AN ACQUAINTANCE, KNOWING of my position as president of the American Civil Liberties Union, asked me to tell her what the ACLU was doing these days. “But don’t tell me about that Guantánamo stuff,” she said. “I’m so sick of hearing about that. Why should I care about those people when they’re not even Americans?” I started to explain that the Patriot Act and other post-9/11 antiterrorism measures do affect Americans, including her, but she waved me off, insisting that all of that had nothing to do with her.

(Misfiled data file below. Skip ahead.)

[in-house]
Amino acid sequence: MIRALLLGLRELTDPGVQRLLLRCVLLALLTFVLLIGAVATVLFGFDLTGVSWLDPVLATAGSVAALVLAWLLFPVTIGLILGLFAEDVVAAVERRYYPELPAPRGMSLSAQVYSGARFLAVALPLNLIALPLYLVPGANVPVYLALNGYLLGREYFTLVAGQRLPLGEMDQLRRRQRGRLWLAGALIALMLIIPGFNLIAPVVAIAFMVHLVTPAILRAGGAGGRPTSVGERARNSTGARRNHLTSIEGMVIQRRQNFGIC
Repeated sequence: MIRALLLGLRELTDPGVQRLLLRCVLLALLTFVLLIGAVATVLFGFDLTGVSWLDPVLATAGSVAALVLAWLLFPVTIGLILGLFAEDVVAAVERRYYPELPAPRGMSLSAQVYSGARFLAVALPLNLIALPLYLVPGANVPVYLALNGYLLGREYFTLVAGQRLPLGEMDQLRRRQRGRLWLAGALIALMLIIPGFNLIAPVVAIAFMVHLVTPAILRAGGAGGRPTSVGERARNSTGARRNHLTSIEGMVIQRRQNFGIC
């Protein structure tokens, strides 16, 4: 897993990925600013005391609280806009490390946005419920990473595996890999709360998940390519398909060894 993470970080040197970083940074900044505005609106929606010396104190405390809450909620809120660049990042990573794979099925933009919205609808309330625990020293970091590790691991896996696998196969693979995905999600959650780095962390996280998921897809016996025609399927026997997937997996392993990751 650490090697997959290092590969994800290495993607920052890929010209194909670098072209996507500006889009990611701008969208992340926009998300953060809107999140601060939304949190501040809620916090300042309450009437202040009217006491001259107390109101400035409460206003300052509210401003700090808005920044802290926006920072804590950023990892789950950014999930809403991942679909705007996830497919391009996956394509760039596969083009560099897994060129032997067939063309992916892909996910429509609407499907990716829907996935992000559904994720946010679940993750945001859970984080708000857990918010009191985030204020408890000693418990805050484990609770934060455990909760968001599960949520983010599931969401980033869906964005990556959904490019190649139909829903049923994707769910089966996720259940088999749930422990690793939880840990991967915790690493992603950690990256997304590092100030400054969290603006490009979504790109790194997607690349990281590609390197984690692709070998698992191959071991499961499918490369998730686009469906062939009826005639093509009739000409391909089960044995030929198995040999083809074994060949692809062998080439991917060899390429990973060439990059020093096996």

This woman is not alone is assuming that the War on Terror does not affect law-abiding Americans, or even that all “that Patriot Act stuff” ended when George W. Bush left the White House. But she is wrong. Her own rights and those of many other ordinary Americans—and even the democracy she takes for granted—are compromised by antiterrorism strategies unleashed after September 11, 2001. She could be one of the hundreds of thousands of innocent Americans the FBI has been spying on using the broad net of the Patriot Act and supplemental powers; her banker and her stockbroker, among many others, have collected financial and other personal data about her to lodge in government databanks, ready to trigger an investigation of her if the government happens to connect some dot of information to her dots (even if she’s done nothing wrong); her computer geek neighbor might be one of the innumerable telecommunications workers and librarians whom the FBI has conscripted to gather information on hundreds of thousands of occasions, perhaps about her friends or acquaintances—and then ordered not to tell anyone anything about their experience on pain of criminal prosecution; her nephew could be the computer studies student prosecuted for providing “material support to terrorists” (a crime punishable by up to fifteen years, imprisonment) because he served as webmaster for a website posting links to other people’s hateful comments; her son could be the college student detained and interrogated for packing his Arabic-English flash cards to study during a plane flight; she could find herself unable to complete an important business or personal trip because her name was incorrectly placed on a No Fly list,